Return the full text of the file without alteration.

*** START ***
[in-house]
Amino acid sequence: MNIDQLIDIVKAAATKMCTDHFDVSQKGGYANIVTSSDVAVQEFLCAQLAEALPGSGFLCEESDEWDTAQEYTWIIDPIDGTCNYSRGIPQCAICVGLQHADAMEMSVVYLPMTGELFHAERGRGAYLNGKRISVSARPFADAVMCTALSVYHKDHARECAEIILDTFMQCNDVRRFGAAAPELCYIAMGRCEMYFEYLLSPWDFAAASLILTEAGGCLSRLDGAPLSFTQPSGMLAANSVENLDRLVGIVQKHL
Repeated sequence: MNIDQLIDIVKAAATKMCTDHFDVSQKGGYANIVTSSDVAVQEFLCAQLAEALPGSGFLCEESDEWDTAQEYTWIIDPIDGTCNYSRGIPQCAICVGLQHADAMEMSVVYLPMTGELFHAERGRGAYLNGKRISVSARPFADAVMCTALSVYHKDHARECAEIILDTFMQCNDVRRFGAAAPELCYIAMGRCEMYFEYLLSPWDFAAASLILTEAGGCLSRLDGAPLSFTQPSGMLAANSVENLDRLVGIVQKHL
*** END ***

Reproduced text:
[in-house]
Amino acid sequence: MNIDQLIDIVKAAATKMCTDHFDVSQKGGYANIVTSSDVAVQEFLCAQLAEALPGSGFLCEESDEWDTAQEYTWIIDPIDGTCNYSRGIPQCAICVGLQHADAMEMSVVYLPMTGELFHAERGRGAYLNGKRISVSARPFADAVMCTALSVYHKDHARECAEIILDTFMQCNDVRRFGAAAPELCYIAMGRCEMYFEYLLSPWDFAAASLILTEAGGCLSRLDGAPLSFTQPSGMLAANSVENLDRLVGIVQKHL
Repeated sequence: MNIDQLIDIVKAAATKMCTDHFDVSQKGGYANIVTSSDVAVQEFLCAQLAEALPGSGFLCEESDEWDTAQEYTWIIDPIDGTCNYSRGIPQCAICVGLQHADAMEMSVVYLPMTGELFHAERGRGAYLNGKRISVSARPFADAVMCTALSVYHKDHARECAEIILDTFMQCNDVRRFGAAAPELCYIAMGRCEMYFEYLLSPWDFAAASLILTEAGGCLSRLDGAPLSFTQPSGMLAANSVENLDRLVGIVQKHL